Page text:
Take a place in the London Marathon to help a Banbury boy's bone cancer charity

Calling all runners – would you like to take a place in the London Marathon to help a Banbury boy's charity?
Emma Fisher who is running the London Marathon again n 2023  for Freddie's FutureEmma Fisher who is running the London Marathon again n 2023  for Freddie's Future
Emma Fisher who is running the London Marathon again n 2023 for Freddie's Future

There are 26 places still up for grabs to join five other local runners, all raising money for Freddie’s Future – a fund helping to find a cure for a rare bone cancer suffered by nine-year-old Freddie Croft, of Bodicote.

Team Freddie already has three people running with the charity and and two more through on the ballot raising money for the Bone Cancer Research Trust (BCRT) into which all Freddie’s Future funds go.

Freddie has Ewing Sarcoma, a particularly rare and aggressive bone cancer, which has meant many arduous cycles of chemotherapy and radiotherapy.

Karen Ellis, showing off her medal at last year's marathon. She runs again this year for Freddie's FutureKaren Ellis, showing off her medal at last year's marathon. She runs again this year for Freddie's Future
Karen Ellis, showing off her medal at last year's marathon. She runs again this year for Freddie's Future

Freddie’s Mum, Nicole Croft, said: “I run a fund within the BCRT charity and anyone running for Freddie’s Future would go to his fund.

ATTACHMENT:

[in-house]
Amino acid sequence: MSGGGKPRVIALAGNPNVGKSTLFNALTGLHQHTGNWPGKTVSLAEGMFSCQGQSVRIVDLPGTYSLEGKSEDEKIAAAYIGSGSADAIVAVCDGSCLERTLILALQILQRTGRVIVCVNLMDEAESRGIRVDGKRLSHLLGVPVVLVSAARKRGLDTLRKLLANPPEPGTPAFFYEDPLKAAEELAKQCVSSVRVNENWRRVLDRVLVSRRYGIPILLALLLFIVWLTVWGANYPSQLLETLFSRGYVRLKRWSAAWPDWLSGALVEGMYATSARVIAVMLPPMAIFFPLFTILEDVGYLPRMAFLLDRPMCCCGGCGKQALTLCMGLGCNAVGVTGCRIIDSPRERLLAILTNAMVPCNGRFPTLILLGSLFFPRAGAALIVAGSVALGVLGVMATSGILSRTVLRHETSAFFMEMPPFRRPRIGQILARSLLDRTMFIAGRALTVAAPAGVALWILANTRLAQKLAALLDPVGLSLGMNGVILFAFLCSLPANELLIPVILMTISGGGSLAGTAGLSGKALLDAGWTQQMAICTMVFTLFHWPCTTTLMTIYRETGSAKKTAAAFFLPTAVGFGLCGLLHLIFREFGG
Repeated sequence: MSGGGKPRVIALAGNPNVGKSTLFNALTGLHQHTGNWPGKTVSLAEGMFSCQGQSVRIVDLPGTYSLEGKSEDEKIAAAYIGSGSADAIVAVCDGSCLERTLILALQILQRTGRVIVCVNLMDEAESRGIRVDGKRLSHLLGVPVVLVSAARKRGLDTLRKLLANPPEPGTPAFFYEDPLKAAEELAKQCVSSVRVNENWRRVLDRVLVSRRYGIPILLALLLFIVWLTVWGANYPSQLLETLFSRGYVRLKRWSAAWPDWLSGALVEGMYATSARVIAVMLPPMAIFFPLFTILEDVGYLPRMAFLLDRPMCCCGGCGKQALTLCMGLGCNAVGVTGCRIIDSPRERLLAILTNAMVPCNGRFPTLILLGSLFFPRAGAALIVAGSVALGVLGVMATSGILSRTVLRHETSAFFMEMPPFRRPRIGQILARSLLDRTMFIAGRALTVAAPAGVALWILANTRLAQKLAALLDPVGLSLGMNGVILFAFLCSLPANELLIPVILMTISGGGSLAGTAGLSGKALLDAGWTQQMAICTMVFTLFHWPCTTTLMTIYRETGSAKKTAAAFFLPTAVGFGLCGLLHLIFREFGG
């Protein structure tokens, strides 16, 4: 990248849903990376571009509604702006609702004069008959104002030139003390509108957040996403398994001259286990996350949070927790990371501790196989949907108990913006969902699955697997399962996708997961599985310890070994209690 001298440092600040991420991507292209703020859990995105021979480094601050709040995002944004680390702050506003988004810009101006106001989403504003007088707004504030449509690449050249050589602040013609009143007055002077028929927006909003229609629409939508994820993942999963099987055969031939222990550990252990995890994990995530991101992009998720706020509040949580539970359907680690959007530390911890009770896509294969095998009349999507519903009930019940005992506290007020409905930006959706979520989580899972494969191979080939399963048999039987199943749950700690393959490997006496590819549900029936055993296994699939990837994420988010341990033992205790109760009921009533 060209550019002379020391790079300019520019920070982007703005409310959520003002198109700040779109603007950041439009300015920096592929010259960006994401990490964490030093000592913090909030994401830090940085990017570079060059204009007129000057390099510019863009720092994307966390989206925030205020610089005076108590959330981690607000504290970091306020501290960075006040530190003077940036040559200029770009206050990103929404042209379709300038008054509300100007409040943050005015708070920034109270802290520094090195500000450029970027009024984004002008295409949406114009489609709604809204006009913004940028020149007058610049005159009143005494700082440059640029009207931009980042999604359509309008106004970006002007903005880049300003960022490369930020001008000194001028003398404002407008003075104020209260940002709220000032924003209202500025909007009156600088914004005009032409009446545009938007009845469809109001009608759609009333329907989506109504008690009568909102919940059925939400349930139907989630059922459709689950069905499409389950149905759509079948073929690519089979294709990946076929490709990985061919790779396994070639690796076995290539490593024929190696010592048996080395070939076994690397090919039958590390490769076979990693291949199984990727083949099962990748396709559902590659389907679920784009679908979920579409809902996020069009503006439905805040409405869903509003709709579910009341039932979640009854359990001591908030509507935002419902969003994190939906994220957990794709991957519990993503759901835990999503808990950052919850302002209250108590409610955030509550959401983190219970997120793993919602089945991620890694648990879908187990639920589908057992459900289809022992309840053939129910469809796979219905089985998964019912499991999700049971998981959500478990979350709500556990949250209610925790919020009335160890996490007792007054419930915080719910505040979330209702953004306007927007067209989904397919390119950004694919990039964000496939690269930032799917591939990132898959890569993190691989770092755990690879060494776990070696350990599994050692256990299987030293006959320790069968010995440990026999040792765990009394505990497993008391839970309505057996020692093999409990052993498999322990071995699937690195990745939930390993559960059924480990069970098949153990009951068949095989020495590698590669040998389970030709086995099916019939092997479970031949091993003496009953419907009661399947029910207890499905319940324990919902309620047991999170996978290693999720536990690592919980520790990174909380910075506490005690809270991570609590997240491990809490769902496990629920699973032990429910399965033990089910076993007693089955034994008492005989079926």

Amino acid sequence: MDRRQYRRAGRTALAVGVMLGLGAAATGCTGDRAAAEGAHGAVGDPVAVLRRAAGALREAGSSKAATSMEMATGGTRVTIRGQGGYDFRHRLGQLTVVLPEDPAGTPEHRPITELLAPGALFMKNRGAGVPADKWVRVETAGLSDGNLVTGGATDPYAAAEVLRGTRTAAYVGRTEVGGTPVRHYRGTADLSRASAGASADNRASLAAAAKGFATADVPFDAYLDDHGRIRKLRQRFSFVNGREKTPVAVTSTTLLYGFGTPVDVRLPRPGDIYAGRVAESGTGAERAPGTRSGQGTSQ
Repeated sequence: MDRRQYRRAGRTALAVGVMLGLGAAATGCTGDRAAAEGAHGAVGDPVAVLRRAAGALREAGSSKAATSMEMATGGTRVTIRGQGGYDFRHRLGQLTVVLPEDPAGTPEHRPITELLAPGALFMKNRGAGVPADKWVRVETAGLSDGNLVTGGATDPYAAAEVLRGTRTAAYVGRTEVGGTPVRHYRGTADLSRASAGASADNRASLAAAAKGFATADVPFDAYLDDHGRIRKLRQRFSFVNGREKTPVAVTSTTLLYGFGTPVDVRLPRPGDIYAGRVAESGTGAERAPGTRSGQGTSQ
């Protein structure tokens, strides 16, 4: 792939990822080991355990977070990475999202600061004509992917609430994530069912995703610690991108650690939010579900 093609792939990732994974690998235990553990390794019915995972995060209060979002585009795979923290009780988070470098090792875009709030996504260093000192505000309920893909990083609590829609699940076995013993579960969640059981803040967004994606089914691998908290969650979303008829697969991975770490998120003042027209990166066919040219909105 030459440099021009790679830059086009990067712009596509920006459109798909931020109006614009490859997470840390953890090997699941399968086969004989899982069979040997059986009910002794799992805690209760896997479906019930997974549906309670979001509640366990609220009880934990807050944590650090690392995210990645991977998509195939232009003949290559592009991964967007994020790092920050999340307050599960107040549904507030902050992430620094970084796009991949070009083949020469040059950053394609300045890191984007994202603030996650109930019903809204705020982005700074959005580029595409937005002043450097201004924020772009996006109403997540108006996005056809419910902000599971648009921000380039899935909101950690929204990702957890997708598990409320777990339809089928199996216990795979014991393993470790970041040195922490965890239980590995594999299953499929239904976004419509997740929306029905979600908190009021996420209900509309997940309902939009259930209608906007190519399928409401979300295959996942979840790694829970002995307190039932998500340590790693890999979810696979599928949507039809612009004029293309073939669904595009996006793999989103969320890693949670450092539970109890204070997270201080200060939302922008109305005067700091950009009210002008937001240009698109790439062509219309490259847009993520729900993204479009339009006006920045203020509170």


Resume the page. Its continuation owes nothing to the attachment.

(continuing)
“So far we have three people doing it for us through the charity place and a further two people who got through on the ballot and therefore don’t need to raise anything. However they are kindly going to quietly raise anything they can.

"They are Emma Fisher, Tammy Green, Tom Durnin, Karen Ellis and Kirsty Sims.

"There is no limit to how many could join us up to the 26 limit so we warmly welcome people into Team Freddie,” she said.

"Our group from last year were so amazing and have all kept in contact and are friends; it’s been lovely.”

"This cancer is rarer than rare and its nature is metatastic - where it appears in different parts of the body. It's commonly misdiagnosed because it is so rare and very aggressive," said Mrs Croft.

Freddie’s scans are currently clear but the Croft family has not stopped fundraising for the BCRT to help its vital research programme.

To read the full story about the Croft family’s experience – how Freddie was diagnosed, the course of his treatment and the fundraising many local people have undertaken to raise funds for bone cancer research, see Freddie’s Future page on Facebook.

For those interested in running the London Marathon for Freddie’s Future, see www.bcrt.org.uk/get-involved/events-and-challenges/tcs-london-marathon-2023

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